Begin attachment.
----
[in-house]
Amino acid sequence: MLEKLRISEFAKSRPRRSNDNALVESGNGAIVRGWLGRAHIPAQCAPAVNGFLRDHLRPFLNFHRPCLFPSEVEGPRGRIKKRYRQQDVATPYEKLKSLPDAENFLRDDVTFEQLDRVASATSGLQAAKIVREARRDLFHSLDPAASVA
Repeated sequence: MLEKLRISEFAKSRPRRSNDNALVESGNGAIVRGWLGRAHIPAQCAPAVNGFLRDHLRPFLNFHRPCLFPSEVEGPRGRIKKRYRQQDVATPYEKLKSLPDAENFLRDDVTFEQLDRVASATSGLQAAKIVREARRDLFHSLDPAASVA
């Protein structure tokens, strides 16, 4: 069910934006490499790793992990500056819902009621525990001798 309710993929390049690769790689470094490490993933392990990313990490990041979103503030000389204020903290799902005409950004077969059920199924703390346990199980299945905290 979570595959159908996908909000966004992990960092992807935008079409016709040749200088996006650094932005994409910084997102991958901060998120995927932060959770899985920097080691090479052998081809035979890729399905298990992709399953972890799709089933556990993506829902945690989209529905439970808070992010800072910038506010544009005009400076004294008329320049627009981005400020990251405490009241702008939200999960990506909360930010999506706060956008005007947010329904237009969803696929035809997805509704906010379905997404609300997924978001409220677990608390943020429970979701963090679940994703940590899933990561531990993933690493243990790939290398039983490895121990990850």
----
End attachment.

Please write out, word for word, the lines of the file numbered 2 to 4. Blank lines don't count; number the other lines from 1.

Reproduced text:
Amino acid sequence: MLEKLRISEFAKSRPRRSNDNALVESGNGAIVRGWLGRAHIPAQCAPAVNGFLRDHLRPFLNFHRPCLFPSEVEGPRGRIKKRYRQQDVATPYEKLKSLPDAENFLRDDVTFEQLDRVASATSGLQAAKIVREARRDLFHSLDPAASVA
Repeated sequence: MLEKLRISEFAKSRPRRSNDNALVESGNGAIVRGWLGRAHIPAQCAPAVNGFLRDHLRPFLNFHRPCLFPSEVEGPRGRIKKRYRQQDVATPYEKLKSLPDAENFLRDDVTFEQLDRVASATSGLQAAKIVREARRDLFHSLDPAASVA
């Protein structure tokens, strides 16, 4: 069910934006490499790793992990500056819902009621525990001798 309710993929390049690769790689470094490490993933392990990313990490990041979103503030000389204020903290799902005409950004077969059920199924703390346990199980299945905290 979570595959159908996908909000966004992990960092992807935008079409016709040749200088996006650094932005994409910084997102991958901060998120995927932060959770899985920097080691090479052998081809035979890729399905298990992709399953972890799709089933556990993506829902945690989209529905439970808070992010800072910038506010544009005009400076004294008329320049627009981005400020990251405490009241702008939200999960990506909360930010999506706060956008005007947010329904237009969803696929035809997805509704906010379905997404609300997924978001409220677990608390943020429970979701963090679940994703940590899933990561531990993933690493243990790939290398039983490895121990990850």